FORA.TV : The World is Thinking
There are brilliant ideas, expressed everyday in public discussions and events, all over the world. Don't miss them. delivers discourse, discussions and debates on the world's most interesting political, social and cultural issues, and enables viewers to join the conversation. It provides deep, unfiltered content, tools for self-expression and a place for the interactive community to gather online. Travel to New York and pick up the Village Voice. Or look in TimeOut London. Or check out the San Francisco Chronicle, the Los Angeles Times, the Sydney Morning Herald. Every day, poets, authors, policy experts, activists, madmen, government leaders, visionary thinkers speak in public, hosted by institutions such as nonprofit councils, bookstores, universities, or public spaces. If you're lucky, their remarks will be covered by the press, edited and compressed, and hard to find when you want it. But you can't be there. You can't express your opinions. You can't chat with other likeminded or different-minded listeners. You can't easily search for similar content, study background material, read the transcript. enables a new, global media opportunity by aggregating a daily range of events, produced and electronically shipped by institutions or freelance producers, from around the world. The word fora is simply the plural of "forum." The dictionary definition of forum is: the public square or marketplace of an ancient Roman city that was the assembly place for judicial activity and public business. expands the public forum for discussion of important world issues to multiple, simultaneous fora in a digital venue.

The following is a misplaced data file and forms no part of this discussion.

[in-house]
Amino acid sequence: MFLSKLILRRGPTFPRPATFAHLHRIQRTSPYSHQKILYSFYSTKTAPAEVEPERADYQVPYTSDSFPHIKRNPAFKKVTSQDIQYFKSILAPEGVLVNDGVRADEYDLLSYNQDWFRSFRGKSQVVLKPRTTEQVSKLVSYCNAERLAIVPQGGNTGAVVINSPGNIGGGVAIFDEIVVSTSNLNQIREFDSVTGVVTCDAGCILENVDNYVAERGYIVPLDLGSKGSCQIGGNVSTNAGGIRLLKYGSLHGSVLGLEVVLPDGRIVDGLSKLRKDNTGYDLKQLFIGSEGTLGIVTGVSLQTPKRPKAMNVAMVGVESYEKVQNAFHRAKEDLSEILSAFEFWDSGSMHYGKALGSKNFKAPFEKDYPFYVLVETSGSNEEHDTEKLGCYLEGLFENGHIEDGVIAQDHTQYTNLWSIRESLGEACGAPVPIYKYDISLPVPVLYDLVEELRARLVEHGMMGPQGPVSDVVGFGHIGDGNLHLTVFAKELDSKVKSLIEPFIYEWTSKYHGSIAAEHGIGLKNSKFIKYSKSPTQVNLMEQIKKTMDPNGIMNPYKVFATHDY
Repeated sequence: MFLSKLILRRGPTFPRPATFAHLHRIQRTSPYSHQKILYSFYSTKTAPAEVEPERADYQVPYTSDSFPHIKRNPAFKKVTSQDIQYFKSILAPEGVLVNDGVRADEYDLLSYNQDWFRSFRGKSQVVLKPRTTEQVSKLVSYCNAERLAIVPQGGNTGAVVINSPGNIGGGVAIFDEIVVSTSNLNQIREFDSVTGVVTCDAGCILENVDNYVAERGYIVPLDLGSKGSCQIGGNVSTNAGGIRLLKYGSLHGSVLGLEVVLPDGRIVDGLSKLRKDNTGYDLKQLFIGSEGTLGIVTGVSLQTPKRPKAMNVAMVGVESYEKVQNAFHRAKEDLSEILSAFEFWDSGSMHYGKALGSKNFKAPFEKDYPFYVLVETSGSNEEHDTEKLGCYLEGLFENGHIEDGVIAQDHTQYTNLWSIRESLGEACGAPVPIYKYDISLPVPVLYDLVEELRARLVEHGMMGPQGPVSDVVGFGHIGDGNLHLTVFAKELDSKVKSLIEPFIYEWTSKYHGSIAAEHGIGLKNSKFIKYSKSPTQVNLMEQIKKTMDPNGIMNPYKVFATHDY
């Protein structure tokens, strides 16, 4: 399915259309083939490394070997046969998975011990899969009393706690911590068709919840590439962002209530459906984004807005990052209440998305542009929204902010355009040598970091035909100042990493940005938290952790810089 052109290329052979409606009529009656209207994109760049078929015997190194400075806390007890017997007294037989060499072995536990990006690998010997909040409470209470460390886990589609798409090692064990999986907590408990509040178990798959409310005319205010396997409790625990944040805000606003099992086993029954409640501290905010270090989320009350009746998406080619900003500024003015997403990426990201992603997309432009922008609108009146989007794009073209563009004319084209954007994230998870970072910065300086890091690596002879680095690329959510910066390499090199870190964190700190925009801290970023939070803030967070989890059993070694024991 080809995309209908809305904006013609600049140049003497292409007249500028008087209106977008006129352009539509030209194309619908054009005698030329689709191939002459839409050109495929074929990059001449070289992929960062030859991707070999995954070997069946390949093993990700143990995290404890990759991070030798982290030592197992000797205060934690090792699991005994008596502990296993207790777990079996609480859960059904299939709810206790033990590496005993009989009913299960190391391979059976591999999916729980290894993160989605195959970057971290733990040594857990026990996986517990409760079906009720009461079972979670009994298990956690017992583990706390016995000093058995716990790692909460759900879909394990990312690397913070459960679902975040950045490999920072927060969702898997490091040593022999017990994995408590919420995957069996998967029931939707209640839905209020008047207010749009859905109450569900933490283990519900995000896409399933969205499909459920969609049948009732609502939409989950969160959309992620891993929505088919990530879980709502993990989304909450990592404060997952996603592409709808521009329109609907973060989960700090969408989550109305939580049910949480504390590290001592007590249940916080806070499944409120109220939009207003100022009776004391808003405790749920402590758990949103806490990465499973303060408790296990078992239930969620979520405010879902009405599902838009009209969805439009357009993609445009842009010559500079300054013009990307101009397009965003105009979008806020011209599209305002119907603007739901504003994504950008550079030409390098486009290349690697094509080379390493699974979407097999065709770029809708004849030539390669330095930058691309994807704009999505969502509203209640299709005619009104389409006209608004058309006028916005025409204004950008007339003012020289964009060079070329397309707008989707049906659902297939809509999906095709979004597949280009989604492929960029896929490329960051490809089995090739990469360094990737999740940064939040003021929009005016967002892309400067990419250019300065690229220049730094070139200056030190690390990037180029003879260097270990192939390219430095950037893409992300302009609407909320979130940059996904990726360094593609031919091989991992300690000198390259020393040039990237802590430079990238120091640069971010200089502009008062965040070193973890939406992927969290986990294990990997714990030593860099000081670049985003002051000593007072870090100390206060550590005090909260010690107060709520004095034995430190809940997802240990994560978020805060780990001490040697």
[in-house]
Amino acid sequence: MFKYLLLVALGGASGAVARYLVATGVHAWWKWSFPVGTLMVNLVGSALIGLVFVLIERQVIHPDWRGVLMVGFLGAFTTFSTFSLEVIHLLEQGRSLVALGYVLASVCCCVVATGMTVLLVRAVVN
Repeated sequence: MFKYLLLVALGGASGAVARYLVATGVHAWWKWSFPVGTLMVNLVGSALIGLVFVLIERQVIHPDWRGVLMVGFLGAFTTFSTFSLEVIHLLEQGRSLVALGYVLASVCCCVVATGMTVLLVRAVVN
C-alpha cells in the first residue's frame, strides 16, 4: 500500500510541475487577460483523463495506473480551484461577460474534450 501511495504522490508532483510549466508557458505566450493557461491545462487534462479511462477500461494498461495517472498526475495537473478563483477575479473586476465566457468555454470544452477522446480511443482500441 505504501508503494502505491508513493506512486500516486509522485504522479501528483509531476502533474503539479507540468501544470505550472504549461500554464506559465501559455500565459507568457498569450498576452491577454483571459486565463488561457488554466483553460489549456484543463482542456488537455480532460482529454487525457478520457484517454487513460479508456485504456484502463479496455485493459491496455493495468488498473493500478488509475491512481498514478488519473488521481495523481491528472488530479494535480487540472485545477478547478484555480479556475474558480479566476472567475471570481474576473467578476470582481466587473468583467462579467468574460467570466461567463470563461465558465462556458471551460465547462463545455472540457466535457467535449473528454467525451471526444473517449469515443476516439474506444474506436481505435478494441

Soylent Green (Film 1973)